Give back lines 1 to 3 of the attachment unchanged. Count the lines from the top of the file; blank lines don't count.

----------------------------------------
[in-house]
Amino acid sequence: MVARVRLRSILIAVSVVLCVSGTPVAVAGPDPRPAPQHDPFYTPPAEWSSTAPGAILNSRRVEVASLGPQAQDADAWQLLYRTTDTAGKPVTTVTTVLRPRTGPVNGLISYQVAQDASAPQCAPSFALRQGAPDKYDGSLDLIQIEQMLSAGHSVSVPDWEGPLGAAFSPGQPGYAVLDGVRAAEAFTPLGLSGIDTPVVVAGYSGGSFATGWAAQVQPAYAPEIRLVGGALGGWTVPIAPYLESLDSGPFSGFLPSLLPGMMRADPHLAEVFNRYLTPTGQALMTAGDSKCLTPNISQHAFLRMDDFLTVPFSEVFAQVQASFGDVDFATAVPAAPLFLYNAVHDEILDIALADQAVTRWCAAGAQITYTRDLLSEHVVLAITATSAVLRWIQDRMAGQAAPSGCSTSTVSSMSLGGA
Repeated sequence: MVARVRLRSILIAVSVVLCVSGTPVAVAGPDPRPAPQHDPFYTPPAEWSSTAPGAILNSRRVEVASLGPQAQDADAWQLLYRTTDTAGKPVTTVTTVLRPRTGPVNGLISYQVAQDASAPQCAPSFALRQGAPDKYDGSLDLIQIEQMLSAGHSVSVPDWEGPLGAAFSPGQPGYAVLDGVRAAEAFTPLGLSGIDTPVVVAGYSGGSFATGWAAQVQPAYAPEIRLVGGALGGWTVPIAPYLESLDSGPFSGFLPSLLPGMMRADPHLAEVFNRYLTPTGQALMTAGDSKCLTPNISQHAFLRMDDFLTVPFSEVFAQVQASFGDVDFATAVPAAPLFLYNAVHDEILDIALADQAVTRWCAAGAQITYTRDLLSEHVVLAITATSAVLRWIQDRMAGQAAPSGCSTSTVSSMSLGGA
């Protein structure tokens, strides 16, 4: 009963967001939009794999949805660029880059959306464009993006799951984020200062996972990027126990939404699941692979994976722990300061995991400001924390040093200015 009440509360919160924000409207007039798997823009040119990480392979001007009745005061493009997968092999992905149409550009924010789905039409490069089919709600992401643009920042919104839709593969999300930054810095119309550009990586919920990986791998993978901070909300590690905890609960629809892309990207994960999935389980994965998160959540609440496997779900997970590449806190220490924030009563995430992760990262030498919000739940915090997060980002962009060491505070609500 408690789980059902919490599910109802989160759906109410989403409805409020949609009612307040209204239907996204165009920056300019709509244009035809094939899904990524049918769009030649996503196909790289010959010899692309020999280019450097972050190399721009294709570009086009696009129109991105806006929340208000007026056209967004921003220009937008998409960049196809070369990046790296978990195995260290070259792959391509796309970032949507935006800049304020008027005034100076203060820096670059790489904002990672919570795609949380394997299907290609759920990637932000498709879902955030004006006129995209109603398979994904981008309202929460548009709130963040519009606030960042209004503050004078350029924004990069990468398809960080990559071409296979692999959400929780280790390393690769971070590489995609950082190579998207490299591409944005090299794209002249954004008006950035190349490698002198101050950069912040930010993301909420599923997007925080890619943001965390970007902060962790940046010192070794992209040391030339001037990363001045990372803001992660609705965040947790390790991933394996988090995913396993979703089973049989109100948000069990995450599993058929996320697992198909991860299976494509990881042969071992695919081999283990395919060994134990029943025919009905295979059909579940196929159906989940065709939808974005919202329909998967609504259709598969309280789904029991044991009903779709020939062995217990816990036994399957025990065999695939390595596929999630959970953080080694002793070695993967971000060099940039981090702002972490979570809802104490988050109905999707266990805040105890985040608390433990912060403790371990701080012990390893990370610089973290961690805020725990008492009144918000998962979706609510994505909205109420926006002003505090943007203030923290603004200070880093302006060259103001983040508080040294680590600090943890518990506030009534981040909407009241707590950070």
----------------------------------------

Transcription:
[in-house]
Amino acid sequence: MVARVRLRSILIAVSVVLCVSGTPVAVAGPDPRPAPQHDPFYTPPAEWSSTAPGAILNSRRVEVASLGPQAQDADAWQLLYRTTDTAGKPVTTVTTVLRPRTGPVNGLISYQVAQDASAPQCAPSFALRQGAPDKYDGSLDLIQIEQMLSAGHSVSVPDWEGPLGAAFSPGQPGYAVLDGVRAAEAFTPLGLSGIDTPVVVAGYSGGSFATGWAAQVQPAYAPEIRLVGGALGGWTVPIAPYLESLDSGPFSGFLPSLLPGMMRADPHLAEVFNRYLTPTGQALMTAGDSKCLTPNISQHAFLRMDDFLTVPFSEVFAQVQASFGDVDFATAVPAAPLFLYNAVHDEILDIALADQAVTRWCAAGAQITYTRDLLSEHVVLAITATSAVLRWIQDRMAGQAAPSGCSTSTVSSMSLGGA
Repeated sequence: MVARVRLRSILIAVSVVLCVSGTPVAVAGPDPRPAPQHDPFYTPPAEWSSTAPGAILNSRRVEVASLGPQAQDADAWQLLYRTTDTAGKPVTTVTTVLRPRTGPVNGLISYQVAQDASAPQCAPSFALRQGAPDKYDGSLDLIQIEQMLSAGHSVSVPDWEGPLGAAFSPGQPGYAVLDGVRAAEAFTPLGLSGIDTPVVVAGYSGGSFATGWAAQVQPAYAPEIRLVGGALGGWTVPIAPYLESLDSGPFSGFLPSLLPGMMRADPHLAEVFNRYLTPTGQALMTAGDSKCLTPNISQHAFLRMDDFLTVPFSEVFAQVQASFGDVDFATAVPAAPLFLYNAVHDEILDIALADQAVTRWCAAGAQITYTRDLLSEHVVLAITATSAVLRWIQDRMAGQAAPSGCSTSTVSSMSLGGA